This was an important year for Indian stand-up comedy in terms of numbers—14 stand-up specials were released on Amazon Prime Video, three stand-up artists made their debuts as show writers exploring genres beyond comedy, and, on Netflix, the first Indian female comedian made her debut with a stand-up special.
But even though on paper, the collective efforts of a small ecosystem paid off with lucrative deals with two of the biggest online content streaming giants, only a few of these specials were on point. A majority featured either old material from the comics (Aditi Mittal’s Things They Wouldn’t Let Me Say) or were underwhelming (Anuvab Pal’s Alive At 40) or were off the mark (Aadar Malik’s Stand Up—The Musical and Sorabh Pant’s My Dad Thinks He’s Funny).
In a market that is increasingly saturated with numerous professional stand-up comedians, comedy collectives, and online content creators, there were a few newcomers who hit that coveted sweet spot of viral fame this year. And elsewhere, on television, a show gave a platform to emerging female Indian stand-up comics to fight it out and land a television deal.
Here is a rundown of the funniest people on the Indian comedy scene in 2017:
Biswa Kalyan Rath
Since he started out in 2014, he has grown into one of the few Indian comics—another being Zakir Khan—who has broken into pop culture as a character with a highly memorable and recognisable backstory. His jokes and punchlines (most recently, the “Chill maar” bit) are now famous enough to become easily recognisable memes.
This year, his new special, Biswa Mast Aadmi, was released on Amazon Prime Video, and showcased Rath at his peak as a comedian who uses his physicality and voice to milk a joke to its full potential. Above all, his stand-up special was a masterclass in writing a structure-based routine.
Rath’s ability to ace in narrative storytelling on stage, with one act leading into another, without losing steam at any point, found its way into the comedian’s first web series as a creator, Laakhon Mein Ek. The six-episode series takes a look at how a teenager copes with the pressures of the Indian education system, and often enters dark territory. Looking back, Rath hardly put a wrong foot this year—as a comedian, a performer, and a writer.
That much hard work and thought went into Gill’s special, Keep It Real, was understandable. It was consistently funny and, barring the rare dull moment, it was surprising. Some topics—relationships, a disconnect with the older generation, bittersweet stories of life as an engineering student, observations on middle-class households, and stereotypes about communities and cities—have become staples in the Indian stand-up scene. Gill creates fresh jokes out of such familiar situations but he takes them into unpredictable directions. Keep It Real is a winner and ends the big debate around Gill’s popularity—“Is he up there only because he is cute?”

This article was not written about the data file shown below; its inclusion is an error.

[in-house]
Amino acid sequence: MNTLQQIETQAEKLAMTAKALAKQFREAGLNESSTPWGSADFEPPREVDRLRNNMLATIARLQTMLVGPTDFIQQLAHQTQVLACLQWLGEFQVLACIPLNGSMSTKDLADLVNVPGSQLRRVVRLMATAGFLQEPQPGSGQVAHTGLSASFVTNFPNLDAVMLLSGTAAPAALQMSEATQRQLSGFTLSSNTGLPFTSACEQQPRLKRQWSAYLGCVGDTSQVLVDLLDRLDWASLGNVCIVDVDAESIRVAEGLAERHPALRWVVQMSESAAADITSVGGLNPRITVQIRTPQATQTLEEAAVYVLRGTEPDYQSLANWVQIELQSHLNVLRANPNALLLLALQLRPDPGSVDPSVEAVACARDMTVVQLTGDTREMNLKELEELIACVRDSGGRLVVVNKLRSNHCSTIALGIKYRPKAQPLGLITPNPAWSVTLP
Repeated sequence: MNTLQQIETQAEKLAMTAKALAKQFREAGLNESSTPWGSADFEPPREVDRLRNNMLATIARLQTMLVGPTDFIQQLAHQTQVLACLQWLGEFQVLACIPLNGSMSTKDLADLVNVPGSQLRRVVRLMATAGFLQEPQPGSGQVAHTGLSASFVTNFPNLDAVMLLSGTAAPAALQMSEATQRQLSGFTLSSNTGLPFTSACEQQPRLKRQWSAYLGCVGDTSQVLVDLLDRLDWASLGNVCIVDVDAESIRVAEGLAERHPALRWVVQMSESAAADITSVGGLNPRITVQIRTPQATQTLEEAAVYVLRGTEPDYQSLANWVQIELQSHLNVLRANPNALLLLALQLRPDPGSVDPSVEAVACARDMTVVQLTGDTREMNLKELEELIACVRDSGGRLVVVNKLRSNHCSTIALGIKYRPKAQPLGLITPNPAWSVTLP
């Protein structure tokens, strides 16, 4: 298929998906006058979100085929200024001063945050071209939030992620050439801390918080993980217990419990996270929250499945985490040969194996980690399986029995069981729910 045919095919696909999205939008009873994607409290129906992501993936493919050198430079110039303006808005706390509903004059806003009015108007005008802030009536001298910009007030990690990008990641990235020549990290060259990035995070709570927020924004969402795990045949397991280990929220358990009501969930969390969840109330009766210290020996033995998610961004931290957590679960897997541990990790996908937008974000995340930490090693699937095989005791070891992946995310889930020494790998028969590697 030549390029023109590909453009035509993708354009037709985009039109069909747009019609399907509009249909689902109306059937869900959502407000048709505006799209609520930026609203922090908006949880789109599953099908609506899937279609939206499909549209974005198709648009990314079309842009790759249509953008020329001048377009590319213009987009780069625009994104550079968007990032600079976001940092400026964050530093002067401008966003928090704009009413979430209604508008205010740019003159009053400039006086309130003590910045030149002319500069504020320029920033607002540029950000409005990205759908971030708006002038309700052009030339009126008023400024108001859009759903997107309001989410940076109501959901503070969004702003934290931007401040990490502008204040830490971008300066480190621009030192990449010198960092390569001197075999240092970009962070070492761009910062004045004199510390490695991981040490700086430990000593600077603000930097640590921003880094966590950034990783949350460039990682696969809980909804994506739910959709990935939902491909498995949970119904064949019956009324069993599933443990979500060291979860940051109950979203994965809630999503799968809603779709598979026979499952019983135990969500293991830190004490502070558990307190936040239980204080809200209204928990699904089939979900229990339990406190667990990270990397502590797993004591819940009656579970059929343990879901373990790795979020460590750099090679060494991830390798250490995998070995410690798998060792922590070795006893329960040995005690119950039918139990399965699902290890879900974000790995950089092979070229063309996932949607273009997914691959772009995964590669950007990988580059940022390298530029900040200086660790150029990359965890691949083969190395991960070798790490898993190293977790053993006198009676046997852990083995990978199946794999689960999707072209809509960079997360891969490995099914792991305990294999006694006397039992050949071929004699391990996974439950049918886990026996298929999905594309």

Khan is the Nucleya of the Indian stand-up scene—no other comedian has been able to bridge the gap between the smaller urban hipster crowd of Canvas Laugh Club with the greater small-town, college-going demographic as well as Khan has. His special, Haq Se Single, is formed with a series of stories inspired by Khan’s life, whose central theme is that of living with your head held high despite not having a romantic partner.
The special is an extension of the personality that he repeatedly projects of himself in his shows: a small-town fool from Indore who encounters city life in Delhi and Mumbai, and the inevitable comic situations that follow because of the clash of cultures. Much of the time, Khan has a refreshing sense of humour and, even when it may flag, his delivery does the job.
This year, he also made it on television as one of the three mentors/judges for the fifth season of The Great Indian Laughter Challenge—another sign of how effectively he has broken free of the internet star tag and is now big enough to reach out to middle India.
All India Bakchod
This was an extremely prolific year for them. The second season of their show, On Air with AIB, which made its debut on Star India network in 2015, moved to online streaming platform Hotstar this year. The show is an attempt to take a John Oliver-like look at the news through commentary.
The All India Bakchod team consists of seasoned stand-up comics and an army of writers behind the scenes. While On Air with AIB is anything but bad, it does not break new ground, though this new season is a marked improvement over the first, with much irreverence on display this time.
But it was on YouTube that All India Bakchod really pushed the envelope and created magic. Some of their best videos of 2017 include A Woman’s Besties, where a woman’s genitals and breasts—her best friends—are personified; If Apps Were People, a similar sketch where smartphone applications are played by actors; Dank Irrfan, where the group dresses up actor Irrfan as characters from popular international memes; The Bollywood Diva Song, featuring Kangana Ranaut, that punctures institutionalised patriarchy on the Hindi film set, and Desi YouTube Rewind, a music video that looks back at the year that was and wasn’t.
Their most inventive sketch, however, was Lightning Fast Movies, a five-minute video that explains Hindi film plots in a matter of seconds. The fact that 10 writers are credited for a five-minute video exemplifies the group’s investment in their team.
The highlight of the AIB videos is that they bring on a large number of Indian stand-up comics who have not managed to hit the big time beyond a certain audience—Mallika Dua, Utsav Chakraborty, Kaneez Surka—and helps them develop a steady following on the internet. It will be interesting to see how many of them debut their own work on a global streaming platform in the future.
The Bachelors—Season Two